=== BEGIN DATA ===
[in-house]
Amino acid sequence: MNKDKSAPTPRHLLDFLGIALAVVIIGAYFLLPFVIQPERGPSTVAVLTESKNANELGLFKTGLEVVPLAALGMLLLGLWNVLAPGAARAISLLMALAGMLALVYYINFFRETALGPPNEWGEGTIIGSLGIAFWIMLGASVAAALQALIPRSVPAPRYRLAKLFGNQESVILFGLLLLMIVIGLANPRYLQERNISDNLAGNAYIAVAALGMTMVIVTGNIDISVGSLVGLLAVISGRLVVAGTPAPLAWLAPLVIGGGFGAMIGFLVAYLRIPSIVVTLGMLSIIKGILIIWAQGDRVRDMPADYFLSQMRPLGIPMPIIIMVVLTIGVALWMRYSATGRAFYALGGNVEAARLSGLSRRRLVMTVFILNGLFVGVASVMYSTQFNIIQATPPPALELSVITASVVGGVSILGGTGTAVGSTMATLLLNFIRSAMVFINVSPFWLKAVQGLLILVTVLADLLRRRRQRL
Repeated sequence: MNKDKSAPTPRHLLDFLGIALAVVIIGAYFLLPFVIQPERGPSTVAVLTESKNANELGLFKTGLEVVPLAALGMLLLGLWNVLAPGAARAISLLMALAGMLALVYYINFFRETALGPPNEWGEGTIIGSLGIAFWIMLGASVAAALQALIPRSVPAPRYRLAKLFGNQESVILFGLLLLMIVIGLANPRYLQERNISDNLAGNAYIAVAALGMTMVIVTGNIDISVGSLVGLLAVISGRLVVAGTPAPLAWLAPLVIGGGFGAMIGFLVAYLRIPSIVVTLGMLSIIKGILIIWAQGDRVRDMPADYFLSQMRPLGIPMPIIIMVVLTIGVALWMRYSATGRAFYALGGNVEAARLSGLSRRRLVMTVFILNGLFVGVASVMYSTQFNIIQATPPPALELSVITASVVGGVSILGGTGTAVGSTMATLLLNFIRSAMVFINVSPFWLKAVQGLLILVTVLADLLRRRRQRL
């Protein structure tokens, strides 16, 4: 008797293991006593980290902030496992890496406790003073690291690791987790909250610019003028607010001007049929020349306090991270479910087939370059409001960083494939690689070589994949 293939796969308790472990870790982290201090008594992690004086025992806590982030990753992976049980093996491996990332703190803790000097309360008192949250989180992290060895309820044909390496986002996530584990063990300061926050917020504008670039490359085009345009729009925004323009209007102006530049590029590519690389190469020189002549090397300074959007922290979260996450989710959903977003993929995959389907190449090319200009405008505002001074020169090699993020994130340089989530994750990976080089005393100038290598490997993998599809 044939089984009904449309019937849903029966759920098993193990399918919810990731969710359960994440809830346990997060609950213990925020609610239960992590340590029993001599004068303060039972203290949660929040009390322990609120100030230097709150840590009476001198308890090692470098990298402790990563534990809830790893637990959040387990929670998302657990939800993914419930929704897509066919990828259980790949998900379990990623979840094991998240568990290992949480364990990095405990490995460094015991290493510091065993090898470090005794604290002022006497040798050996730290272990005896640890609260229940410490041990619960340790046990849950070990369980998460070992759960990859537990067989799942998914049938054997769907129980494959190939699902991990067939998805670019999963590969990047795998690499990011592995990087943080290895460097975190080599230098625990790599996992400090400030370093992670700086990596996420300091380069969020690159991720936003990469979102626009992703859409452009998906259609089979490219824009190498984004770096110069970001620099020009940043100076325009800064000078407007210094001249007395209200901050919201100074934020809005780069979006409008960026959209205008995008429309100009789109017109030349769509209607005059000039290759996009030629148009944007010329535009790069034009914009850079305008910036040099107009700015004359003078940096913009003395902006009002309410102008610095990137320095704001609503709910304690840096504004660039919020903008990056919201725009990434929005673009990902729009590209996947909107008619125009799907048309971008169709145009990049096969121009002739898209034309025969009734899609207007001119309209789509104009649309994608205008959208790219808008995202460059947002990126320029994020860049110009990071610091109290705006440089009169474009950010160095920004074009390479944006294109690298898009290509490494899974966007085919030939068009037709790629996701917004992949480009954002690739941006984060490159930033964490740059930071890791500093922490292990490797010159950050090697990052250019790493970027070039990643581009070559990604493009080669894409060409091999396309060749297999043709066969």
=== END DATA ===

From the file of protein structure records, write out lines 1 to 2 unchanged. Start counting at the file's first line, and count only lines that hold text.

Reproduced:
[in-house]
Amino acid sequence: MNKDKSAPTPRHLLDFLGIALAVVIIGAYFLLPFVIQPERGPSTVAVLTESKNANELGLFKTGLEVVPLAALGMLLLGLWNVLAPGAARAISLLMALAGMLALVYYINFFRETALGPPNEWGEGTIIGSLGIAFWIMLGASVAAALQALIPRSVPAPRYRLAKLFGNQESVILFGLLLLMIVIGLANPRYLQERNISDNLAGNAYIAVAALGMTMVIVTGNIDISVGSLVGLLAVISGRLVVAGTPAPLAWLAPLVIGGGFGAMIGFLVAYLRIPSIVVTLGMLSIIKGILIIWAQGDRVRDMPADYFLSQMRPLGIPMPIIIMVVLTIGVALWMRYSATGRAFYALGGNVEAARLSGLSRRRLVMTVFILNGLFVGVASVMYSTQFNIIQATPPPALELSVITASVVGGVSILGGTGTAVGSTMATLLLNFIRSAMVFINVSPFWLKAVQGLLILVTVLADLLRRRRQRL